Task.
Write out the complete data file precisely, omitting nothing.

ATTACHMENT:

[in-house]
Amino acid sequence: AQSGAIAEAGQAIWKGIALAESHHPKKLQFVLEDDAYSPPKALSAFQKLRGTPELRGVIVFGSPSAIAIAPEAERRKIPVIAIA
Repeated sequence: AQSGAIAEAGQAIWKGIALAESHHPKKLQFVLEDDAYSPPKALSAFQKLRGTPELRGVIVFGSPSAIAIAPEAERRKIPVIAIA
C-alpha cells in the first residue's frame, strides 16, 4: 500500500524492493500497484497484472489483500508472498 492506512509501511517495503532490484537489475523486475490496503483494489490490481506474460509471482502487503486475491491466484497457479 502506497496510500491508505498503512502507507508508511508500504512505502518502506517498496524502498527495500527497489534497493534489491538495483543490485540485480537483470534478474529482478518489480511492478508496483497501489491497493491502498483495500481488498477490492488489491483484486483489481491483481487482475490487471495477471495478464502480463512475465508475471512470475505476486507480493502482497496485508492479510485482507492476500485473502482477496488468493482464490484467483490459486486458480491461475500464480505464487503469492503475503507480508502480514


[in-house]
Amino acid sequence: AQSGAIAEAGQAIWKGIALAESHHPKKLQFVLEDDAYSPPKALSAFQKLRGTPELRGVIVFGSPSAIAIAPEAERRKIPVIAIA
Repeated sequence: AQSGAIAEAGQAIWKGIALAESHHPKKLQFVLEDDAYSPPKALSAFQKLRGTPELRGVIVFGSPSAIAIAPEAERRKIPVIAIA
C-alpha cells in the first residue's frame, strides 16, 4: 500500500524492493500497484497484472489483500508472498 492506512509501511517495503532490484537489475523486475490496503483494489490490481506474460509471482502487503486475491491466484497457479 502506497496510500491508505498503512502507507508508511508500504512505502518502506517498496524502498527495500527497489534497493534489491538495483543490485540485480537483470534478474529482478518489480511492478508496483497501489491497493491502498483495500481488498477490492488489491483484486483489481491483481487482475490487471495477471495478464502480463512475465508475471512470475505476486507480493502482497496485508492479510485482507492476500485473502482477496488468493482464490484467483490459486486458480491461475500464480505464487503469492503475503507480508502480514